american fisheries society newsletter


Vaccination Guidance for Annual Meeting

Coming to Baltimore in person? Learn how to meet the vaccination requirement and how to save time by uploading your vaccination information before you get there.

Virtual Attendee Experience

We know some of our members were disappointed to not get travel approval to come to Baltimore in person, so we're bringing the meeting to you with virtual attendance options!
  • Watch nearly 1,000 pre-recorded talks in 50 symposium sessions on-demand
  • View livestreams of Plenary Sessions and the AFS Business Meeting
  • Join live online symposium panel discussions
  • Learn new skills in online Continuing Education Courses
  • Network at fun interactive online evening events
  • Run or walk in the virtual Spawning Run & Carcass Crawl


Push for Recovering America's Wildlife Act

The Recovering America's Wildlife Act continues to build momentum on Capitol Hill, with 28 senators and 122 representatives now on board as co-sponsors. Now is a critical time to contact your members of Congress to tell them why they should support the Act! Learn how at our 30-minute webinar next week on October 12 with The Wildlife Society.


Best Practices for Communicating Climate Science for Fisheries Professionals

Climate change has been documented for over 120 years with increasing scientific rigor, and its impacts are already observable in marine and freshwater fisheries. But after decades of communication to underscore the validity of these changes, and the urgency for action, a large component of the public and many elected officials deny the scientific consensus and reject the need for action. Therefore, we outline a more effective strategy to convey the climate message to stakeholders and inspire them to act.

How Does Climate Change Affect Emergent Properties of Aquatic Ecosystems?

Emergent properties of ecosystems are community attributes, such as structure and function, that arise from connections and interactions among populations, species, or assemblages that, when viewed together, provide a holistic representation that is more than the sum of its individual parts. Climate change is altering emergent properties of aquatic ecosystems through component responses, a combination of shifts in species range, phenology, distribution, and productivity, which lead to novel ecosystems that have no historical analog. The reshuffling, restructuring, and rewiring of aquatic ecosystems due to climate impacts are of high concern for natural resource management and conservation as these changes can lead to species extinctions and reductions in ecosystem services.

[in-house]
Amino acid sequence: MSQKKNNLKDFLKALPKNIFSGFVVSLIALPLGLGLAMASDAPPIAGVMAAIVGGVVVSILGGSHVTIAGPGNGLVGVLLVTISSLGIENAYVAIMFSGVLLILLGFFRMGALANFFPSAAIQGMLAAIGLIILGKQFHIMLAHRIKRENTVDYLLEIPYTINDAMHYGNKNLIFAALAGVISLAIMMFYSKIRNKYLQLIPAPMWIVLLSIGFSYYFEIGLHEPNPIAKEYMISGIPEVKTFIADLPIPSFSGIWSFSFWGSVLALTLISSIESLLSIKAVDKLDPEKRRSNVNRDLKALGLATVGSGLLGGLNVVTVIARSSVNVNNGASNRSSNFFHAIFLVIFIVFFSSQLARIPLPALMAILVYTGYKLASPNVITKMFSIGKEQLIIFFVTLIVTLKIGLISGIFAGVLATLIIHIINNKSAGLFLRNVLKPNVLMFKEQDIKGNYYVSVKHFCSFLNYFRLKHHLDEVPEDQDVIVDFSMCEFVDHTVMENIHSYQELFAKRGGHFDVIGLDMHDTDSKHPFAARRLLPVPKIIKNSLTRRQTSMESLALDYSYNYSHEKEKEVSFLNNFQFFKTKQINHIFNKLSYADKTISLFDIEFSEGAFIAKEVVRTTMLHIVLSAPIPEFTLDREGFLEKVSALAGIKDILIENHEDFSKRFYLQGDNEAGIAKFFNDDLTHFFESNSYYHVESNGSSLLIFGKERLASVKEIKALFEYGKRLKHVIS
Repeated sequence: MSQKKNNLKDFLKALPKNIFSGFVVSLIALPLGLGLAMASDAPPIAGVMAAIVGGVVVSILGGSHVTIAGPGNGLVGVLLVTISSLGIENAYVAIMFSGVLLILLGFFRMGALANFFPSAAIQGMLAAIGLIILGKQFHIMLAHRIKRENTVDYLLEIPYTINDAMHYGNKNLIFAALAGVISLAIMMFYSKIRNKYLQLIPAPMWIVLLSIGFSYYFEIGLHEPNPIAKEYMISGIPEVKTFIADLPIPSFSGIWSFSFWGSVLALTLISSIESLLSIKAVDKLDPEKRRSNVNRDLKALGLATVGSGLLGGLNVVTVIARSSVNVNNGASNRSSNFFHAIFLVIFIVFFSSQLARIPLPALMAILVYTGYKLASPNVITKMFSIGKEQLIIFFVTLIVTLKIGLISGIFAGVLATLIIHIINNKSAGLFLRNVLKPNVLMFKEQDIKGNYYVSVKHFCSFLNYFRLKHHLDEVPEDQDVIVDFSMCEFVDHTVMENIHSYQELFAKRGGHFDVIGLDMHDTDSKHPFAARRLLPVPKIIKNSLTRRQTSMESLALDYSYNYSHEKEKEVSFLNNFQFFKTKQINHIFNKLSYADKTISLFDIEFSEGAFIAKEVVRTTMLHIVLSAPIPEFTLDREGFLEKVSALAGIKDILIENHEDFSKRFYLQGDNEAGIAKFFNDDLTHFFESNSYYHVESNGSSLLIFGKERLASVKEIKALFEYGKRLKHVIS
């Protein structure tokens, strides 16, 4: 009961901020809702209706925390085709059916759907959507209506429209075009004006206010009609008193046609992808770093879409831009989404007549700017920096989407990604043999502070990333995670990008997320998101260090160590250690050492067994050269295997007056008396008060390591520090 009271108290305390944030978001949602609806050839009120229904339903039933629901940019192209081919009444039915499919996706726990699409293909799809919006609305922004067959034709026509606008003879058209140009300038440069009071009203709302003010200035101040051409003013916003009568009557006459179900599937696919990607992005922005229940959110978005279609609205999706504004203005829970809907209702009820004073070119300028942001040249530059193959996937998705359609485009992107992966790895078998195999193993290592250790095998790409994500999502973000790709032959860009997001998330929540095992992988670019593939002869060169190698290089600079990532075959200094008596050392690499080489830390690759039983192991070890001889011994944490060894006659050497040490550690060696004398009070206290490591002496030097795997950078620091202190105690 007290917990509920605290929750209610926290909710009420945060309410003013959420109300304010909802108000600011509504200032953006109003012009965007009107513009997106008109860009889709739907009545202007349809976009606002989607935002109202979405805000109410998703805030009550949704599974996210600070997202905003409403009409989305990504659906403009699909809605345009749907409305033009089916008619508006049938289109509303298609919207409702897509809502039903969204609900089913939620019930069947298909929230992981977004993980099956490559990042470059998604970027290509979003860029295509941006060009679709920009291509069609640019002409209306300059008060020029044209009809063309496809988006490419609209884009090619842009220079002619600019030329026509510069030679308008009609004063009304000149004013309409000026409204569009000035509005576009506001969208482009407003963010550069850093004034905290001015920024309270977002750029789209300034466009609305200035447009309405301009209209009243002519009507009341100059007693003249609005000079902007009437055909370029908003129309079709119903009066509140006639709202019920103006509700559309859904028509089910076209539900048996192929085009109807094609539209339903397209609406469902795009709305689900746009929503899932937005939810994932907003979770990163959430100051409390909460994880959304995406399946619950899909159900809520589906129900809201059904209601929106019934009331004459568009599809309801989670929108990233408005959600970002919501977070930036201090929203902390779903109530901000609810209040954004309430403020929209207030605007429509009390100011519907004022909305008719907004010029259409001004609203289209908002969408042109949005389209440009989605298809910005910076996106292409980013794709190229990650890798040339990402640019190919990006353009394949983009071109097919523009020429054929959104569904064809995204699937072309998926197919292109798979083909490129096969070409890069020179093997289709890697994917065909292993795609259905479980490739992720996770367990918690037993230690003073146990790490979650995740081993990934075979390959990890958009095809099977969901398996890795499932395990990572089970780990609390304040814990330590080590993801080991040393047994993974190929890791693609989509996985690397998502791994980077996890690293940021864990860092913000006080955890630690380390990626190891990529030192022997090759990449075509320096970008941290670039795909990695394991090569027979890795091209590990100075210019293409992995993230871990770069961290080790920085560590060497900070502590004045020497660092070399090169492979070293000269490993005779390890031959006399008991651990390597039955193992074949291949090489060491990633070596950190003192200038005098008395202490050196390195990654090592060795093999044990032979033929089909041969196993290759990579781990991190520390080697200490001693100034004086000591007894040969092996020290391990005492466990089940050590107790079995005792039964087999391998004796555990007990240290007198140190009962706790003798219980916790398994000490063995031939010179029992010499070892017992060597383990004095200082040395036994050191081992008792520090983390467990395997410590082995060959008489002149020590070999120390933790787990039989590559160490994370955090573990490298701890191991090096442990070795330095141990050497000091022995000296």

Abundance Trends for Adult Pacific Lamprey in Western Oregon: Historic Declines, Recent Increases, and Relative Contributions from Coastal Rivers

The anadromous Pacific Lamprey Entosphenus tridentatus is native to the northern Pacific Ocean and its drainages, returning each spring to spawn in streams along the West Coast of North America. The authors of this paper analyzed abundance trends of adult Pacific Lamprey from dam counts and redd surveys in western Oregon and compared a series of generalized additive models to describe lamprey abundance trends.

Gastric Evacuation Rates of Spiny Dogfish, Goosefish, and Summer Flounder: Implications for Multispecies Models

The gastric evacuation rates of Spiny Dogfish Squalus acanthias, Summer Flounder Paralichthys dentatus and Goosefish Lophius americanus held at two different temperatures were determined in the laboratory by gastric lavage. Overall, exponential models provided the best fit for the evacuation rates.


Upcoming webinar: Climate Change and the Columbia River Tribes

Climate change will cause profound effects to the traditional "first foods" of the Native American Tribes of the Columbia River Basin. Join us on October 19 to hear staff from the Confederated Tribes of the Umatilla Indian Reservation and the Columbia River Inter-Tribal Fish Commission discuss their efforts to assess these effects and to develop climate adaptation and mitigation strategies.

Upcoming webinar: Coloring in the Lines: Mapping surface water presence in a rapidly changing climate

Low summer streamflow is the biggest single bottleneck to salmonid recovery in the Russian River basin. On October 20, Elizabeth Ruiz and Troy Cameron will describe how wetted habitat surveys have proven to be a useful, straightforward monitoring technique invaluable for making management decisions in the context of recovery targets.

Baltimore Exhibit Space Still Available

Prime booth space locations in the Center for Fisheries Technology and Collaboration (CFTC) in Baltimore are still available! Your exhibit space will provide a hands-on way to show off your latest technology and services and reach more than 1,000 in-person attendees. Book your space by October 12!

2022 Hutton Mentor Applications Now Open

Do you want to help introduce future fisheries and aquatic scientists to our profession? Mentor applications for the 2022 Hutton Program are open! Submit an application today to recruit and inspire the next, more diverse generation of fisheries professionals. Click here for more information about the Hutton Program and Hutton Mentor responsibilities.

Certification Deadline

Ready to pump up your credentials? Is your FP-C status lapsing at the end of the year? Submit your application for Professional Certification by October 21st! This is the last chance to apply for or renew your Professional Certification before the end of 2021. Questions about your application? Send Mary Webb Banning, Educational Programs Coordinator an email at [email protected].


EVENTS: See upcoming AFS and other fisheries events in our Events Calendar
CAREERS: For the latest JOBS postings from around the U.S. and Canada
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